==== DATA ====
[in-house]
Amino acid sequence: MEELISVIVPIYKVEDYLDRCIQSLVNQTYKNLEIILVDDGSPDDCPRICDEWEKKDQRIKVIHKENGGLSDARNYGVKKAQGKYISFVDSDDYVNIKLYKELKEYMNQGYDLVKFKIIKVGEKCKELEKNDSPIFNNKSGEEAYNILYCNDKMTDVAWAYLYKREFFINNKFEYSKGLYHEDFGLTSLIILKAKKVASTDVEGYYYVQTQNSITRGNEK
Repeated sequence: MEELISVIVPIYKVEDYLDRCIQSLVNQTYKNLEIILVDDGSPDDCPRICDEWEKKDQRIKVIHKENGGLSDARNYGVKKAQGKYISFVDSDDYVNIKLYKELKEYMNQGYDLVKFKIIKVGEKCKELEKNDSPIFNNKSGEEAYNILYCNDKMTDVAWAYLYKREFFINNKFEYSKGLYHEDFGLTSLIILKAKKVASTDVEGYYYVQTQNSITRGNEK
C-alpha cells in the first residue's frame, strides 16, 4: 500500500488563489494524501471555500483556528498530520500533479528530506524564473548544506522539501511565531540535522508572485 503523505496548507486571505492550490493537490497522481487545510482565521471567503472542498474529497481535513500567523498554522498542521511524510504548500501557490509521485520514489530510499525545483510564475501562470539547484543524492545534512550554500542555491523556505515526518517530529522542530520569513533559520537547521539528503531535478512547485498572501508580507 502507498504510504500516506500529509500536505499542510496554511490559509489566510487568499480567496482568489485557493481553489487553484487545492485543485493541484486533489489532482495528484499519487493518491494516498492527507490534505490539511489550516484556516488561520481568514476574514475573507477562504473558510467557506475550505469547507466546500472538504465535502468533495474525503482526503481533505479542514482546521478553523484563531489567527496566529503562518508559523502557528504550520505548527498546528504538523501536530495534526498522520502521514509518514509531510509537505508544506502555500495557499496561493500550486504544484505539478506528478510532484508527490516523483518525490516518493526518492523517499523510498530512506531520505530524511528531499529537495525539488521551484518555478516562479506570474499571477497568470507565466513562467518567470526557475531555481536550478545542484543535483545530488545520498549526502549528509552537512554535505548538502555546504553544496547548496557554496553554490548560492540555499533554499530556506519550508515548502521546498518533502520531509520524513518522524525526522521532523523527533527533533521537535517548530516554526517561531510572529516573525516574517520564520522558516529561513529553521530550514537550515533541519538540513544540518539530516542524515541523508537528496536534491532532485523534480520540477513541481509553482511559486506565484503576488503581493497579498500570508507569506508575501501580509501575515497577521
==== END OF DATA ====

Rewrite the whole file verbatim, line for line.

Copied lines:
[in-house]
Amino acid sequence: MEELISVIVPIYKVEDYLDRCIQSLVNQTYKNLEIILVDDGSPDDCPRICDEWEKKDQRIKVIHKENGGLSDARNYGVKKAQGKYISFVDSDDYVNIKLYKELKEYMNQGYDLVKFKIIKVGEKCKELEKNDSPIFNNKSGEEAYNILYCNDKMTDVAWAYLYKREFFINNKFEYSKGLYHEDFGLTSLIILKAKKVASTDVEGYYYVQTQNSITRGNEK
Repeated sequence: MEELISVIVPIYKVEDYLDRCIQSLVNQTYKNLEIILVDDGSPDDCPRICDEWEKKDQRIKVIHKENGGLSDARNYGVKKAQGKYISFVDSDDYVNIKLYKELKEYMNQGYDLVKFKIIKVGEKCKELEKNDSPIFNNKSGEEAYNILYCNDKMTDVAWAYLYKREFFINNKFEYSKGLYHEDFGLTSLIILKAKKVASTDVEGYYYVQTQNSITRGNEK
C-alpha cells in the first residue's frame, strides 16, 4: 500500500488563489494524501471555500483556528498530520500533479528530506524564473548544506522539501511565531540535522508572485 503523505496548507486571505492550490493537490497522481487545510482565521471567503472542498474529497481535513500567523498554522498542521511524510504548500501557490509521485520514489530510499525545483510564475501562470539547484543524492545534512550554500542555491523556505515526518517530529522542530520569513533559520537547521539528503531535478512547485498572501508580507 502507498504510504500516506500529509500536505499542510496554511490559509489566510487568499480567496482568489485557493481553489487553484487545492485543485493541484486533489489532482495528484499519487493518491494516498492527507490534505490539511489550516484556516488561520481568514476574514475573507477562504473558510467557506475550505469547507466546500472538504465535502468533495474525503482526503481533505479542514482546521478553523484563531489567527496566529503562518508559523502557528504550520505548527498546528504538523501536530495534526498522520502521514509518514509531510509537505508544506502555500495557499496561493500550486504544484505539478506528478510532484508527490516523483518525490516518493526518492523517499523510498530512506531520505530524511528531499529537495525539488521551484518555478516562479506570474499571477497568470507565466513562467518567470526557475531555481536550478545542484543535483545530488545520498549526502549528509552537512554535505548538502555546504553544496547548496557554496553554490548560492540555499533554499530556506519550508515548502521546498518533502520531509520524513518522524525526522521532523523527533527533533521537535517548530516554526517561531510572529516573525516574517520564520522558516529561513529553521530550514537550515533541519538540513544540518539530516542524515541523508537528496536534491532532485523534480520540477513541481509553482511559486506565484503576488503581493497579498500570508507569506508575501501580509501575515497577521